The McVitie biscuits and KP snacks group led by chief executive Eric Nicoli reports its annual results on Thursday, but the event has had little or nothing to do with the buying spree that has sent the company's share price up from 315p to 354p in the past week.
That has been inspired by a particularly virulent attack of a perennial stock market infectious disease, UB-biditis, in which normally sane and rational people convince themselves that the likes of Hanson or Tomkins are about to declare an early Christmas by taking out UB at a price unjustified on all but the most optimistic assumptions.
John Warren, UB's finance director, was level-headed enough last week to dismiss the share price rise as bid froth, while accepting that the price has become more volatile lately. But any bidder - and the list of potential candidates extends to rival food manufacturers such as Nestl and even Unilever - would have to have the appetite to swallow UB's many problems, digest them, and turn them into moneyspinners.
That will deter all but the very few, and although most analysts agree this will be the year to bid for UB because it will be at its most vulnerable, most still doubt it will happen. Mr Warren said: "We scour the share register regularly, and we have turned up no significant stake-building."
Once the bid fig leaf is removed, the sight presented by UB is not the sort with which you would want to Hobnob. That McVitie's brand, producing a then-new biscuit texture, was born of a clear technological lead that enabled the group to command premium prices while keeping its cost base to a minimum through the most up-to-date and efficient manufacturing techniques.
Despite buying niche innovator Phileas Fogg, however, that lead has been steadily eroded over the years, particularly by American giants such as Nabisco and the Frito-Lay operation owned by Pepsico.
Frito-Lay owns Smiths and Walkers crisps in the UK, and has spent a small fortune in hiring Gary Lineker to take a big risk with his super-clean reputation in a series of advertisements under the slogan "No more Mr Nice Guy". That has sent sales of Walkers, which already had a slightly racy image, soaring at the expense of UB's KP brand.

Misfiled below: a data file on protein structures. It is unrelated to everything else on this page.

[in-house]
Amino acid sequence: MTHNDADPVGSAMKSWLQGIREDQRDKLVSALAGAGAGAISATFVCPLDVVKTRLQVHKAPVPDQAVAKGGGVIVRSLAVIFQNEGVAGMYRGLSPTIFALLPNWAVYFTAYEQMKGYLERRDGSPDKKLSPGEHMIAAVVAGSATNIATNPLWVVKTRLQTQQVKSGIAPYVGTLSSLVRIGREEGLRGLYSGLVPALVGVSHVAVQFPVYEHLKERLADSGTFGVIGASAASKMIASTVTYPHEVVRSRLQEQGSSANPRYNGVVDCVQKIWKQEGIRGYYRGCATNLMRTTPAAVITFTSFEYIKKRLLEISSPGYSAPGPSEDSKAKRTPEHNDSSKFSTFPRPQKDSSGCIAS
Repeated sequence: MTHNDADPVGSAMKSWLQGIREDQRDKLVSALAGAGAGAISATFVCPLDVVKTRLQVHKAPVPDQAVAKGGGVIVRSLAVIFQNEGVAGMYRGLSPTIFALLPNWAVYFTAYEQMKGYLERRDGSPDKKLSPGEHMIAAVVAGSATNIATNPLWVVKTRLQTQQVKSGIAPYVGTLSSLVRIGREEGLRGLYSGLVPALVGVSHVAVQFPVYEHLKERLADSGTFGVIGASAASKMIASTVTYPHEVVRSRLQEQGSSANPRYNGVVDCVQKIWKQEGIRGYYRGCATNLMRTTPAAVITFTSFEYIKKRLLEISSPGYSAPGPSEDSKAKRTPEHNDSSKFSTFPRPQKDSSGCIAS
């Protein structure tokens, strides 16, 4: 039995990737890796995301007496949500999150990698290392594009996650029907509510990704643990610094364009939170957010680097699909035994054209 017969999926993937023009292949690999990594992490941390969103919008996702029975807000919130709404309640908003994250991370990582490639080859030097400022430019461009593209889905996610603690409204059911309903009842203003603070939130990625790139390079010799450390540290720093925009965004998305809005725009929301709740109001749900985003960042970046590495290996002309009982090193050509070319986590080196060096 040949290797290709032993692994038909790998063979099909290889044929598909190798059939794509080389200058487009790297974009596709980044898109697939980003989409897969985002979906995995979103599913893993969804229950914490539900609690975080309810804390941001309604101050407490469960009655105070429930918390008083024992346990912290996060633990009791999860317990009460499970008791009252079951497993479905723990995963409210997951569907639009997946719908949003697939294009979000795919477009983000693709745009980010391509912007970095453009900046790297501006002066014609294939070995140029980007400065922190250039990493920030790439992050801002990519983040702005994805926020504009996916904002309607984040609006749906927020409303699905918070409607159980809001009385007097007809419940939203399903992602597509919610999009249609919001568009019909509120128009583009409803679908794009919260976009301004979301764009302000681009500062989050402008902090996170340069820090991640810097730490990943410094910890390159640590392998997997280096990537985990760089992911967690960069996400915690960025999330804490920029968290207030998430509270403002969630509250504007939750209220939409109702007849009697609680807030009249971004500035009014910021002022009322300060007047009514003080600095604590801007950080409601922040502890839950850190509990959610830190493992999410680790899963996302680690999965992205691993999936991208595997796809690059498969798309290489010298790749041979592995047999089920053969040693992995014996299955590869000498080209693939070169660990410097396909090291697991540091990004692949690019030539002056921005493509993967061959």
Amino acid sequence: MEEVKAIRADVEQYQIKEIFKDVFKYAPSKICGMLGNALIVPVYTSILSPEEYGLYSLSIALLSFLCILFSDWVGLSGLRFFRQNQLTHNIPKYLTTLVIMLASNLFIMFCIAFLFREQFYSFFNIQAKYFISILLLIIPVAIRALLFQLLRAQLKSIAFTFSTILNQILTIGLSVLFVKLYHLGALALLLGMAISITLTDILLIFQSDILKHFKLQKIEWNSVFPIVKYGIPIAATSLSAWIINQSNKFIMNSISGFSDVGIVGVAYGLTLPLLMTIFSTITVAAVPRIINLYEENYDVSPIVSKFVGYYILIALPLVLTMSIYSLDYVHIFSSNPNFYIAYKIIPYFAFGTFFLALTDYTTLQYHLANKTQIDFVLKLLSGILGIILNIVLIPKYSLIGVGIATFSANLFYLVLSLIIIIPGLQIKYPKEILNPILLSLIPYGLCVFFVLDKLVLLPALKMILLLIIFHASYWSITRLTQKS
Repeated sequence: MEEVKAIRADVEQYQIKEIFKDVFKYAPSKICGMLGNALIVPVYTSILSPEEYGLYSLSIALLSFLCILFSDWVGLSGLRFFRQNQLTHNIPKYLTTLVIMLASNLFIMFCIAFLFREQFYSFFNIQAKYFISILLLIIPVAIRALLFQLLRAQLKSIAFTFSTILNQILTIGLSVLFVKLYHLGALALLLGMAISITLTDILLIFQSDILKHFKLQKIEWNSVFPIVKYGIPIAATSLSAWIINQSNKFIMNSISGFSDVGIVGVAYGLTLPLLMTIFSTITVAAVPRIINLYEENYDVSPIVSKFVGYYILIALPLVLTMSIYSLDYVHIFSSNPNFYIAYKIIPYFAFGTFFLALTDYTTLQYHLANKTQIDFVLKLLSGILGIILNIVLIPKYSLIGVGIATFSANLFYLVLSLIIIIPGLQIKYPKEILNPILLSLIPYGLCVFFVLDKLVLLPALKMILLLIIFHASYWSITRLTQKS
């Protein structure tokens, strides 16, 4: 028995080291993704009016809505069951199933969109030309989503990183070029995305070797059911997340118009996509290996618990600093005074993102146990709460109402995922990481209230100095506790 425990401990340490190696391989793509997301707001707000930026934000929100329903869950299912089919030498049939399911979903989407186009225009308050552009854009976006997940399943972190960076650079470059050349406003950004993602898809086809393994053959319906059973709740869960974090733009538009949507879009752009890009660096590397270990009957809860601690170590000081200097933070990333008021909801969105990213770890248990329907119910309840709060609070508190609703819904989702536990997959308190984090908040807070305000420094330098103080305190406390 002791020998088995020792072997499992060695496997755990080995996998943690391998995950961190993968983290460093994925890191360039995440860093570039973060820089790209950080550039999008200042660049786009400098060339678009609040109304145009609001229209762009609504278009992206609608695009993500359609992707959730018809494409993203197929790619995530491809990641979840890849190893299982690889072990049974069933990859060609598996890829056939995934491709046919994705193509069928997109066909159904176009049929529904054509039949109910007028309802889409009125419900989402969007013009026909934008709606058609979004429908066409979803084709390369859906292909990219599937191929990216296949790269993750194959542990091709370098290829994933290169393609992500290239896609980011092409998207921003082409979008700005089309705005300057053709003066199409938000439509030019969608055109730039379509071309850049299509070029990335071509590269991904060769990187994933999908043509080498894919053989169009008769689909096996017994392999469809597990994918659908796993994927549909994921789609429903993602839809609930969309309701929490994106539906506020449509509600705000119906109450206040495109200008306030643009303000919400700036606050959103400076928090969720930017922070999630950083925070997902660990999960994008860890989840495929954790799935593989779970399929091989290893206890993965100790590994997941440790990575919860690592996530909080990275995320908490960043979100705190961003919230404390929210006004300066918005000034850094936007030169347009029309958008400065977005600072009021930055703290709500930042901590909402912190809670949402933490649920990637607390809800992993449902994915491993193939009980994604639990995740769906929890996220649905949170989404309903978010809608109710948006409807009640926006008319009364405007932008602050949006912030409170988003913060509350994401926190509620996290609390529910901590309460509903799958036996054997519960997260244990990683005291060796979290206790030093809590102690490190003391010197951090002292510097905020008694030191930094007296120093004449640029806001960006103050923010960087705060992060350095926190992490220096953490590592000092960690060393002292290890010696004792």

The latest recession did not help either. It made consumers more price conscious, which favours retailer own-labels and does UB no favours.
Result: the big supermarkets, here and in the US, increasingly tell UB's sales reps to get in line with the rest of the commodity snack suppliers - and, while they are waiting, hammer their prices to wafer thinness if they want precious shelf space.
While some of the group's products, particularly in the biscuit barrel, still have the market clout to command good margins, every year sees the competition come closer to treading on UB's heels.
"The group has had a degree of success with biscuits, but snacks are a problem," said Michael Landymore, food manufacturing analyst at stockbrokers Henderson Crosthwaite.
That reached a crunch in January, when UB announced that it was closing its KP factory in Grimsby with the loss of 980 jobs. UB's chairman, Sir Robert Clarke, blamed overcapacity in the crisps market, coupled with greater price competitiveness.
Mr Warren said: "It's totally unrealistic to say that UB is in a rocky state, but the markets we are operating in are extremely difficult, and conditions have been extremely tough."
Among the toughest has been the US, where UB's Keebler operation has felt the brunt of the Frito-Nabisco squeeze. Losses there accounted for the plunge in the group's share price in 1992.
To its credit, UB has responded by setting up a sophisticated, computer- controlled stock system, in which the goods are delivered in "just in time" quantities by small, so-called "step-vans".
Mr Warren explained: "We are handling the environment by building our brands, taking costs out, building market share, and increasing our exposure to developing markets." That has entailed a string of small acquisitions on the European continent and others in the Asia-Pacific region.
Coupled with the Keebler fight-back, these are bold investments in the future. But meanwhile they will depress UB's profits, possibly leaving it vulnerable to that long-awaited bid that never quite seems to materialise.
This could just be the time when it happens - plenty of money was gambled on that possibility last week. But, if hope is extinguished, the shares could fall back just as quickly.
The longer-term question is whether UB has the critical mass to take on the international food makers. Or is the company going to experience a series of false dawns as the share price chart suggests?
Better to hold off UB until later in the year, when the picture on its restructuring will be clearer - and when there may be better-value buying opportunities.Reuse content